One of the big issues in entertainment law this past year was songwriters terminating copyright grants to wrest back control over songs. The year is ending with a bang as the estate of J. Fred Coots is terminating publishing rights on one of the biggest hits of the holiday season, "Santa Claus is Comin' To Town." The estate has filed a lawsuit against EMI that seeks a declaration confirming the validity of a termination notice sent to the music publisher.
Coots, along with fellow songwriter Haven Gillespie, wrote the song in 1934, which was first sung by Eddie Cantor, and hit the top of the charts. Since then, it has been covered by more than 150 musicians, including Bruce Springsteen, Destiny's Child, Green Day, Justin Bieber, Lynyrd Skynyrd, and the Beach Boys.
The song was originally assigned to Leo Feist, who at the time ran a publishing company that was among the largest in the world. The assignment was renewed several times, including in 1981, after Congress a few years earlier had extended the copyright term. That year, Coots had sent a notice of termination before coming to an agreement with a company that was the successor in interest to Feist. Later, EMI acquired the company. Coots died in 1985.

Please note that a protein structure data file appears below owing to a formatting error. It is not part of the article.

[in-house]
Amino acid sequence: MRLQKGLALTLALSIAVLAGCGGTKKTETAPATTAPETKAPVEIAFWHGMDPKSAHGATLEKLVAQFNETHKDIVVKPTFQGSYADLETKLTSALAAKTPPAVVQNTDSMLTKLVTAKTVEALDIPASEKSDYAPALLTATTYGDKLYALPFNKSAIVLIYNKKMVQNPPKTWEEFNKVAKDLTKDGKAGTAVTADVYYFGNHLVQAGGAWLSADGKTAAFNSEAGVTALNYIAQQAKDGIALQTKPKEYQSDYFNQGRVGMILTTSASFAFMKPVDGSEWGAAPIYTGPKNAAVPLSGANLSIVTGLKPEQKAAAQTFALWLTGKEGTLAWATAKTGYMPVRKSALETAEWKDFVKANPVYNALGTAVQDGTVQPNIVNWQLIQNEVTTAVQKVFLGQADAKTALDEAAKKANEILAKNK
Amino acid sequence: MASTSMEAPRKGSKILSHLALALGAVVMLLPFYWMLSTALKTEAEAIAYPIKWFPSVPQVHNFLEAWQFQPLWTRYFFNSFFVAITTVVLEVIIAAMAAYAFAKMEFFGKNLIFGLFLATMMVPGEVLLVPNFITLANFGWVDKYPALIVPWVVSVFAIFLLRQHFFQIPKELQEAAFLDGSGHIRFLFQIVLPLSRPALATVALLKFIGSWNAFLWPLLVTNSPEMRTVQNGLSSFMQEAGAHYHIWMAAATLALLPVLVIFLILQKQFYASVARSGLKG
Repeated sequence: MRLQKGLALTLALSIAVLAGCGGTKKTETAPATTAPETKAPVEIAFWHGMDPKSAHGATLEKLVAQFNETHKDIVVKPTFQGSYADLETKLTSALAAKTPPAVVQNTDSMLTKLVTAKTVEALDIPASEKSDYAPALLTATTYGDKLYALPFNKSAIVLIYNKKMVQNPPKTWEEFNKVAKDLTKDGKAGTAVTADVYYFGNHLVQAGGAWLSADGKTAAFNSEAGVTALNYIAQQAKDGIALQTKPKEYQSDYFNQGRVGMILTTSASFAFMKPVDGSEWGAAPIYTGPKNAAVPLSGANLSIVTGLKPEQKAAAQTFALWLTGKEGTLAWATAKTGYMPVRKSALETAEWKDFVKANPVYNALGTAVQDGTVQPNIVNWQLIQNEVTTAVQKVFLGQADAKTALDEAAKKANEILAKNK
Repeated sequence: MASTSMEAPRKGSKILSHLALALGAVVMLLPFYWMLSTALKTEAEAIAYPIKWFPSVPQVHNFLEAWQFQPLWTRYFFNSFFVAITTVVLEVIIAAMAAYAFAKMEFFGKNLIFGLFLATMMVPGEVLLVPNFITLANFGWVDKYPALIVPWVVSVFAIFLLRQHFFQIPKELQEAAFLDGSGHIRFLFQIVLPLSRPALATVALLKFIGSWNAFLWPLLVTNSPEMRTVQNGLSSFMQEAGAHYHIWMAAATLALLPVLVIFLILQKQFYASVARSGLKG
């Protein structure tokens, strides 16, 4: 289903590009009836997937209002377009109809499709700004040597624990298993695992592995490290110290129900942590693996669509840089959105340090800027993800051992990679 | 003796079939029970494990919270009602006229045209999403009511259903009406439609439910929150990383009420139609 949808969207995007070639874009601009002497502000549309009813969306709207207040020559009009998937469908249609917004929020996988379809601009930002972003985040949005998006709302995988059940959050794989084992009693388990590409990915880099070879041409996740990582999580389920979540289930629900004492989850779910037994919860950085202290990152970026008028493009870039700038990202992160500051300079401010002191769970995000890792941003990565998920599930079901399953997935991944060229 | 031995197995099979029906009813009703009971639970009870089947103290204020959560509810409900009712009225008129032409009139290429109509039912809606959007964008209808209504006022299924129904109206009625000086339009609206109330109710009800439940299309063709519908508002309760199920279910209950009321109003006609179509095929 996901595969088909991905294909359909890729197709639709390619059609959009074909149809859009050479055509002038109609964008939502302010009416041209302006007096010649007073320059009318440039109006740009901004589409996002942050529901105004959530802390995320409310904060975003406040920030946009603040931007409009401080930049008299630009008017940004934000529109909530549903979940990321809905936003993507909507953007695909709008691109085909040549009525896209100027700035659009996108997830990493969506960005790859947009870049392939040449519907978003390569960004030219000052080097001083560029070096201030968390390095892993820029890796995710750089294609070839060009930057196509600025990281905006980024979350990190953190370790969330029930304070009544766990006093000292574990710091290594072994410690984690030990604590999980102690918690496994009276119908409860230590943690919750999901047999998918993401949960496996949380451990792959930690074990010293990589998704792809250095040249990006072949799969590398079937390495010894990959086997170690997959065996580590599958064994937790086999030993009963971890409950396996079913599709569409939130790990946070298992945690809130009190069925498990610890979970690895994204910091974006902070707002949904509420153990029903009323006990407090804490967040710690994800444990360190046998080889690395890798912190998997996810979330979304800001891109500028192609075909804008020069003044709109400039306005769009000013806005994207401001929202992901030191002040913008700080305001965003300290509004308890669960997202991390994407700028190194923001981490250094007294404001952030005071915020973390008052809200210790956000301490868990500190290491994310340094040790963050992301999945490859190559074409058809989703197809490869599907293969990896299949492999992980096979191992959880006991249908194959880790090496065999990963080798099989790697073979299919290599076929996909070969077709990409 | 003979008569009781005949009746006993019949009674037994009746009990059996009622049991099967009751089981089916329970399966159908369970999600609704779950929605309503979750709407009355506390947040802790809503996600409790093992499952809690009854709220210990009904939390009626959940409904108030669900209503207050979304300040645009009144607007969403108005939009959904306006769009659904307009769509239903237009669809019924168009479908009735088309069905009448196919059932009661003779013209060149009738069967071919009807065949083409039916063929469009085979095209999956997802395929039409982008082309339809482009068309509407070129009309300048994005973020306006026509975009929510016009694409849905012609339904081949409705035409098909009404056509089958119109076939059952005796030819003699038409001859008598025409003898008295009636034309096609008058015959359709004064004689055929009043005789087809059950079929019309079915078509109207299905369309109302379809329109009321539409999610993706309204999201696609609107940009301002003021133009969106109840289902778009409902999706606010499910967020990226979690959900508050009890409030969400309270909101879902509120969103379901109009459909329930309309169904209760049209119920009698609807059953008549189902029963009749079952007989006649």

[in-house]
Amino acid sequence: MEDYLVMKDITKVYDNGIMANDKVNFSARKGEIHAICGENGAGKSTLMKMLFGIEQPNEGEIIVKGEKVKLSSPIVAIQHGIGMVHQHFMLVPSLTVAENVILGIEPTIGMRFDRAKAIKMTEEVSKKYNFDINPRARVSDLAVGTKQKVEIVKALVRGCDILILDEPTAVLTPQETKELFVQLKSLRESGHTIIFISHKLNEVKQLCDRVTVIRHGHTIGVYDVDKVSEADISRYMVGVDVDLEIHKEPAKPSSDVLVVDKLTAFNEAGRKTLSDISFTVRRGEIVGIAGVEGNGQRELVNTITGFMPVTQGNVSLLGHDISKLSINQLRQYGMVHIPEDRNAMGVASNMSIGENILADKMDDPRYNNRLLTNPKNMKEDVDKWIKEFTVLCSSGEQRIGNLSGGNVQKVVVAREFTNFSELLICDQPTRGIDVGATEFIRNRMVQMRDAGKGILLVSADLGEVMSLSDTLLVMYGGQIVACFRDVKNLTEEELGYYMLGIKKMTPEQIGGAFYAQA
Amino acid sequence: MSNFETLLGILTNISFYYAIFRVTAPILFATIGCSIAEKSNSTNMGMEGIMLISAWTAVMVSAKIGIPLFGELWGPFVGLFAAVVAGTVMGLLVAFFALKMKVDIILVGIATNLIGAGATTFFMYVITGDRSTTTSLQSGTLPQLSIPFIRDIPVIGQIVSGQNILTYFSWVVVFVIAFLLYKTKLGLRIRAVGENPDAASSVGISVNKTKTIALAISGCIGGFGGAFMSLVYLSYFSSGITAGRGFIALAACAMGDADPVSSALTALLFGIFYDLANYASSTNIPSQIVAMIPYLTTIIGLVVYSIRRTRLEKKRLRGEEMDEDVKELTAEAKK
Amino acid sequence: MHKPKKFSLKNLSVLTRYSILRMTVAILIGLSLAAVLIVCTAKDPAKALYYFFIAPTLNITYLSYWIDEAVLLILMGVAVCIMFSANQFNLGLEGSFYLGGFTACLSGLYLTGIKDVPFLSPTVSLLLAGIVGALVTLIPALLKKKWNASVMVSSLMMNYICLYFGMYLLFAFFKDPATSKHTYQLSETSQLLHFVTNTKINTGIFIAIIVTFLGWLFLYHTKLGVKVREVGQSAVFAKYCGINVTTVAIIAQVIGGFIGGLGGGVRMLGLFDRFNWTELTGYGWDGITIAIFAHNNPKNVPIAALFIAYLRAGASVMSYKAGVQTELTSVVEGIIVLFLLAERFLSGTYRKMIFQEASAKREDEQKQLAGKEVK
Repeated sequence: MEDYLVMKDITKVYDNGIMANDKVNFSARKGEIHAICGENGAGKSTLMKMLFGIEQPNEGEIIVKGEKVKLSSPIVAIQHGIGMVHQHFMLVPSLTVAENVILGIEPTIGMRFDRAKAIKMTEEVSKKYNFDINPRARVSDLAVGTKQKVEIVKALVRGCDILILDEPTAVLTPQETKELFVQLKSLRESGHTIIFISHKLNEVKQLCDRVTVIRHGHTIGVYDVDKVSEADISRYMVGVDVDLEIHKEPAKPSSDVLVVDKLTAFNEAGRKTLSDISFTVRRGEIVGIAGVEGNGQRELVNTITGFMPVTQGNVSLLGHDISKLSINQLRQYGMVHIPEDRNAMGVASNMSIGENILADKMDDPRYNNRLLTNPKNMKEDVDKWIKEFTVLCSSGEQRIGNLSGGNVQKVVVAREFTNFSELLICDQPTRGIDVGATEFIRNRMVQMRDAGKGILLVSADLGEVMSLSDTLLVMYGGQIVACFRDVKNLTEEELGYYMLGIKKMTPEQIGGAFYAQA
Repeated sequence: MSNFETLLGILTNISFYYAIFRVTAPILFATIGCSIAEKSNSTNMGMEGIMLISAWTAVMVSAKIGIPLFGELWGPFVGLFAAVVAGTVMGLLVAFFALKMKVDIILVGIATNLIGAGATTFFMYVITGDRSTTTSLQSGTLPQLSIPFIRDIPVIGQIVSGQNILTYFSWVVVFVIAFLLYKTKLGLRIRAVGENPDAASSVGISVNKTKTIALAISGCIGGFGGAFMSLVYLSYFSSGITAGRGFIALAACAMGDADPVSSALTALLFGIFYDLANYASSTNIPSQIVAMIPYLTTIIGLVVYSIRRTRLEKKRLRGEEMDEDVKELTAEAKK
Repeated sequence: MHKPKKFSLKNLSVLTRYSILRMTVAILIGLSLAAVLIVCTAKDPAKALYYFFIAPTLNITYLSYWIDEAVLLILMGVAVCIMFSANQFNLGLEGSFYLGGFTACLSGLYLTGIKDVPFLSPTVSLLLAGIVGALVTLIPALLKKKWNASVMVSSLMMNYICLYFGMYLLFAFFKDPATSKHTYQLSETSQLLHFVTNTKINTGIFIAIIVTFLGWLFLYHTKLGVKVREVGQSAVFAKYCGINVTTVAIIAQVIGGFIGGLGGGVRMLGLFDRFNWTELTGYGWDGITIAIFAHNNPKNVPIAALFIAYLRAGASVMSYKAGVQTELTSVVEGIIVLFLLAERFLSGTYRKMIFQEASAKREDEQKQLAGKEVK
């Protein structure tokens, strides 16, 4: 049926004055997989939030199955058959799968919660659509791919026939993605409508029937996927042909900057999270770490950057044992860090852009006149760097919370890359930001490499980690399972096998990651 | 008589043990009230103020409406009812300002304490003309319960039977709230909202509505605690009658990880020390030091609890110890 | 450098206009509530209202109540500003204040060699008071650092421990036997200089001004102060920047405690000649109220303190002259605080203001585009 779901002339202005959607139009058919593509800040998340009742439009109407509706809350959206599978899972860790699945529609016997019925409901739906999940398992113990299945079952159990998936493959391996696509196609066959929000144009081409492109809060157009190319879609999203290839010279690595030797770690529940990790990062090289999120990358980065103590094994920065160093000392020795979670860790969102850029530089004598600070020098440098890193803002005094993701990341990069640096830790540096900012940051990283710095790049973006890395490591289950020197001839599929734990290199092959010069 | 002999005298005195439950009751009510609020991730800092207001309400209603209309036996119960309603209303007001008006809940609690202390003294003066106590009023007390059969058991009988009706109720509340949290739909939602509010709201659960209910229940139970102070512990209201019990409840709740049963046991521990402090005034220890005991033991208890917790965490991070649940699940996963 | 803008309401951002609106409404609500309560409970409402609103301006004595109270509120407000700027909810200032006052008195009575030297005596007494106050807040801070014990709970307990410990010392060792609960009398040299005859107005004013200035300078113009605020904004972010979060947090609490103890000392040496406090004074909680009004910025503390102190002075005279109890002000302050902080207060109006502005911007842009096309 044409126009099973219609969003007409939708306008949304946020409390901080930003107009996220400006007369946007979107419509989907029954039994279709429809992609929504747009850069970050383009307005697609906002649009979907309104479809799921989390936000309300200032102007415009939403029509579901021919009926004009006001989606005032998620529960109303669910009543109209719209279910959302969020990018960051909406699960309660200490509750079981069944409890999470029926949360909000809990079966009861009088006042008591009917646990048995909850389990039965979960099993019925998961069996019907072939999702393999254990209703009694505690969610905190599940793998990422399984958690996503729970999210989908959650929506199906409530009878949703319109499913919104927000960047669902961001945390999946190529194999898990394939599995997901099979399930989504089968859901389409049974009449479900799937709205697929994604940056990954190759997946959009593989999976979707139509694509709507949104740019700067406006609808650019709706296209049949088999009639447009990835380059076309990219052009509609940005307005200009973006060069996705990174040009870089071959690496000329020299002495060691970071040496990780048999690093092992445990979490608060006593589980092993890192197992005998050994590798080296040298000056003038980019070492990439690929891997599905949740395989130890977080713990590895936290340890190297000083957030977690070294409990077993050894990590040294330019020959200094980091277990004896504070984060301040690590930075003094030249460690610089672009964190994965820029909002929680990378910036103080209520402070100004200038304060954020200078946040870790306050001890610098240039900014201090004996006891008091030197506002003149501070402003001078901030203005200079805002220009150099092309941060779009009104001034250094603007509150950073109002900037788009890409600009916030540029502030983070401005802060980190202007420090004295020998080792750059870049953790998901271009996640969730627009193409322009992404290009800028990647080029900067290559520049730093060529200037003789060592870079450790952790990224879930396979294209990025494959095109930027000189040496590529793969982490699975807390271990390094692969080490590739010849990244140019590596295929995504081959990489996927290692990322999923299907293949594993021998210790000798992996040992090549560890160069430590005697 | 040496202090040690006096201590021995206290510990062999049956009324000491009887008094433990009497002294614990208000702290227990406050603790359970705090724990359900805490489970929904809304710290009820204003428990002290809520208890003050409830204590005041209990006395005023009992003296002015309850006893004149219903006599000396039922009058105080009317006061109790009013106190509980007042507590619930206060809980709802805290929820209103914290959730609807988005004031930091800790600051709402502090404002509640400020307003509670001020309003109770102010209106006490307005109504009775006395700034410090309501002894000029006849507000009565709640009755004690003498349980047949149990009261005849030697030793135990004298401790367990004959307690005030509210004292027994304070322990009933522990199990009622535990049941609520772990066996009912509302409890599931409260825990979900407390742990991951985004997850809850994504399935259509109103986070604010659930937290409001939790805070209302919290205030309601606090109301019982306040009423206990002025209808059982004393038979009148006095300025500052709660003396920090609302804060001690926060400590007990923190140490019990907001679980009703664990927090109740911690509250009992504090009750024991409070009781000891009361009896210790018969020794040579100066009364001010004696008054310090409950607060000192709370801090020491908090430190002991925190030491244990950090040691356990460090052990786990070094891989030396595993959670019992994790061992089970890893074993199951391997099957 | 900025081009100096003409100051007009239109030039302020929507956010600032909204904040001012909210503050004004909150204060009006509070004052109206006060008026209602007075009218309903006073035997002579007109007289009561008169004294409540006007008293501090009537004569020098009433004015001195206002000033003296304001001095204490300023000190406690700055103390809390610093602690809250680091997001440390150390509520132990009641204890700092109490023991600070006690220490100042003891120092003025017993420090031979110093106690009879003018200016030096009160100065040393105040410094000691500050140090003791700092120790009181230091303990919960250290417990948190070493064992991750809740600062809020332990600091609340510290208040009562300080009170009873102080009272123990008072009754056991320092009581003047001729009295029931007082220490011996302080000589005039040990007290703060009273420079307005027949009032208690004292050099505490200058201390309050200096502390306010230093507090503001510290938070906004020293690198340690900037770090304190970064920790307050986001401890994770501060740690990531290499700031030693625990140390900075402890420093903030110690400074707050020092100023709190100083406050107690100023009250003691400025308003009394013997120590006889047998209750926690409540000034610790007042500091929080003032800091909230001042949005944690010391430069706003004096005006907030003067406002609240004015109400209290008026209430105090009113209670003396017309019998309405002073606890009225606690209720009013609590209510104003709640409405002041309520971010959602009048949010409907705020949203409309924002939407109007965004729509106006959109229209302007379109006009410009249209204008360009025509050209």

Two decades later, Coots' heirs sent a new notice of termination to EMI.
In 2006, the estate reached an agreement with Warner Bros. Music Corporation to administer rights to Coots' songs. The following year, Warner Bros., on behalf of the estate, sent a follow-up notice to EMI of termination on the popular holiday song. EMI's lawyers, however, argued that the work couldn't be terminated again because Coots had already exercised his termination rights in 1981.
Now, the Coots' estate is seeking a Florida federal court's declaration that the 1981 notice was invalid and unenforceable and that the 2004 notice is in force. The plaintiff is also seeking compensatory damages.
Add "Santa Claus is Comin' To Town" to a list of songs, which includes "Y.M.C.A.," "Funkytown," and "Eye of the Tiger," now in the midst of termination proceedings. Since artists are allowed to terminate a copyright grant 35 years after first publishing, and since the termination provision of US copyright law went into effect in 1978, there will likely be plenty more disputes as songwriters do the math.
Many of these termination attempts have, and will, set off curious legal questions, such as whether one co-songwriter needs cooperation from another co-songwriter to terminate or, as this latest case shows, what constitutes a "valid" termination notice. In many instances, judges will be tasked with playing music historian.
"Termageddon is nigh," wrote Suffolk University law professor Stephen McJohn recently in a law paper rounding up the year's top intellectual property stories. "Courts may be asked to determine the precise working arrangement of rock bands working in the 1970s, where the memories of key witnesses are likely to be affected by narcissism, narcotics, or necromancy (especially in the case of drummers, per Spinal Tap.)"